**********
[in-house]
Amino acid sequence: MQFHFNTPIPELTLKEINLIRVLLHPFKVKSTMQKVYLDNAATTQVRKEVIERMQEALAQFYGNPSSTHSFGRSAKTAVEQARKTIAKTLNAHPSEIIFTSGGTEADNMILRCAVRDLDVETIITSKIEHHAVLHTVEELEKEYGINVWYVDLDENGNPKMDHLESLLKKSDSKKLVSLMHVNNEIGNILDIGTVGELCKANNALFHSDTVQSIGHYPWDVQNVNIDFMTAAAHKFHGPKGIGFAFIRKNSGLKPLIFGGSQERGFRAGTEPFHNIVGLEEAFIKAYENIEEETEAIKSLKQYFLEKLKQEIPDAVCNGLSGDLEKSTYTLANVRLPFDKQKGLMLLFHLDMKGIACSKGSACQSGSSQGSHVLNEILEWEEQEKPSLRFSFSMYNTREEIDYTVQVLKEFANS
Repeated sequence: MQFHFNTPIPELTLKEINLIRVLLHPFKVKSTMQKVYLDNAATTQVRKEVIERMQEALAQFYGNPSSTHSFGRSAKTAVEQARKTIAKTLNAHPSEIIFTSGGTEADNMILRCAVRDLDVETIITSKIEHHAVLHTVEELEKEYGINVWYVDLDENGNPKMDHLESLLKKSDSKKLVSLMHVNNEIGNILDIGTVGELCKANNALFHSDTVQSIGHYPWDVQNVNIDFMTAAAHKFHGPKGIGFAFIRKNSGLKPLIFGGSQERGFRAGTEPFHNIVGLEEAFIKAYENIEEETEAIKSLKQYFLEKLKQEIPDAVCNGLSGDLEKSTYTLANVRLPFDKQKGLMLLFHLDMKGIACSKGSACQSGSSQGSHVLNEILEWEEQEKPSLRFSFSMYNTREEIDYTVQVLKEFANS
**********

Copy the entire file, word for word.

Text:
[in-house]
Amino acid sequence: MQFHFNTPIPELTLKEINLIRVLLHPFKVKSTMQKVYLDNAATTQVRKEVIERMQEALAQFYGNPSSTHSFGRSAKTAVEQARKTIAKTLNAHPSEIIFTSGGTEADNMILRCAVRDLDVETIITSKIEHHAVLHTVEELEKEYGINVWYVDLDENGNPKMDHLESLLKKSDSKKLVSLMHVNNEIGNILDIGTVGELCKANNALFHSDTVQSIGHYPWDVQNVNIDFMTAAAHKFHGPKGIGFAFIRKNSGLKPLIFGGSQERGFRAGTEPFHNIVGLEEAFIKAYENIEEETEAIKSLKQYFLEKLKQEIPDAVCNGLSGDLEKSTYTLANVRLPFDKQKGLMLLFHLDMKGIACSKGSACQSGSSQGSHVLNEILEWEEQEKPSLRFSFSMYNTREEIDYTVQVLKEFANS
Repeated sequence: MQFHFNTPIPELTLKEINLIRVLLHPFKVKSTMQKVYLDNAATTQVRKEVIERMQEALAQFYGNPSSTHSFGRSAKTAVEQARKTIAKTLNAHPSEIIFTSGGTEADNMILRCAVRDLDVETIITSKIEHHAVLHTVEELEKEYGINVWYVDLDENGNPKMDHLESLLKKSDSKKLVSLMHVNNEIGNILDIGTVGELCKANNALFHSDTVQSIGHYPWDVQNVNIDFMTAAAHKFHGPKGIGFAFIRKNSGLKPLIFGGSQERGFRAGTEPFHNIVGLEEAFIKAYENIEEETEAIKSLKQYFLEKLKQEIPDAVCNGLSGDLEKSTYTLANVRLPFDKQKGLMLLFHLDMKGIACSKGSACQSGSSQGSHVLNEILEWEEQEKPSLRFSFSMYNTREEIDYTVQVLKEFANS